Brent was already building fence panels when I got outside. He had these 1½ inch square posts he was saving to use on his porch, but they had just been sitting in a rotting pile of wood. We also used a 2 x 6 (from my fence panels), split down the middle, to make the top and bottom. I had picked up several 10' sections of wire fencing (for free!) from a guy outside of town when he had to downsize from his 200+ flock. Elmo had also found a random roll of new fencing in the woods while geocaching! (The roll turned out to be over 20' long!)
Based on the length of the used sections, we made the fence panels 2 inches shy of 10 feet. One post was used at an angle to brace the panels so they would stay square. We made 4 panels and stapled the fencing onto them. These will be mobile, so we'll have the option to change the chicken run around a bit.
We had some random sized sections, too. Brent stapled fencing onto the front of the coop and under the nest. We only closed off 2 sides. I picked up 2 pieces of cheap sheet metal to use for the roof, total cost $20 from a local building supply (that has used and new materials). He used 2 boards from our scrap pile, nailed inside the coop, to support and attach the roof.
We set one panel right behind the nesting box. It connected (in an L) to another fence panel, which we wired to the fence post already in place. The placement was perfect for strong support, despite the old fence being in major disrepair. There's my li'l chickadee, testing out the half-done chicken run.
I didn't get pictures of the roosting bars yet, but we wound up using those same 1½ inch posts from Brent's pile. We used scraps of them to make a U shape on the wall. The roost bars (one high across the back, one low from front to back) slide down into the U support shapes. This makes the bars easy to remove for cleaning or in case I need to get into the coop. I had planned to use branches, but didn't have one the right length to go across the back.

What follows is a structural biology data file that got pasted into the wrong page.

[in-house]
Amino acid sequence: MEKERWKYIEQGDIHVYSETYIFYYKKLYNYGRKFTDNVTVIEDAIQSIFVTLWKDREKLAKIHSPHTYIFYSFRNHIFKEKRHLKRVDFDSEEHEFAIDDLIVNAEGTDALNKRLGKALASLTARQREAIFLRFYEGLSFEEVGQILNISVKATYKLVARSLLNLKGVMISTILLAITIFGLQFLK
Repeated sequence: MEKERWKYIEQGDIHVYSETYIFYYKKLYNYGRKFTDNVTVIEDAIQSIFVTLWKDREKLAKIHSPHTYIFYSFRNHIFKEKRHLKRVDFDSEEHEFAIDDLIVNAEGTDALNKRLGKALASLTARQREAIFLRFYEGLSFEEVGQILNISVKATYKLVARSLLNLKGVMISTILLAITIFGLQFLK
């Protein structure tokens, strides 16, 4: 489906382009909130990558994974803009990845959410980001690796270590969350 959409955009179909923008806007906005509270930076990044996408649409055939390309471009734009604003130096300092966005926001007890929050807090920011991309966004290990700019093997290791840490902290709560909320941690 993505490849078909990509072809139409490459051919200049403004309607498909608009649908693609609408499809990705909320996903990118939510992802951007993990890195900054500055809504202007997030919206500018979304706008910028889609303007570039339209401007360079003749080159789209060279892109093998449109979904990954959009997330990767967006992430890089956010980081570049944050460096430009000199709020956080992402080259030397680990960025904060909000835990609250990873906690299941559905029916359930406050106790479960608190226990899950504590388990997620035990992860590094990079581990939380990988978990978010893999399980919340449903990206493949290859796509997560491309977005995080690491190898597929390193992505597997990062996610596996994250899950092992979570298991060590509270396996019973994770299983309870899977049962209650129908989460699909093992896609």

We wired a fence panel to the existing chain link fence. The girls we're getting have been free ranging in a yard with a similar chain link fence. The other panel connects to the coop and overlaps for a handy gate into the run. To make it stay put better, we simply screwed another post scrap next to the panel on the coop. This was very helpful since this panel gets swung in and out so often.
We also installed a new security hasp to lock the coop door closed. I wish I could have found a used one, to match the hinges we used. The hasp cost $3 at the same place as the sheet metal. Brent threw together a temporary cover for the chickens' door (using fence planks) that I'll use a rock to hold down overnight. The nest cover is made with scrap sheet metal from the roof. It isn't completed with hinges yet, we're watching for the right scrap to support it. I just hold it down with rocks for now and its tucked under the fence planks so its still safe from rain.
After this last five hours of work (and less than $60 in supplies), the coop and run are usable! I talked to my connection and... hens would be delivered the next morning!! She also planned to bring enough pine shavings for our coop plus a little feed and scratch. I'm sure I'll write another post about welcoming our girls!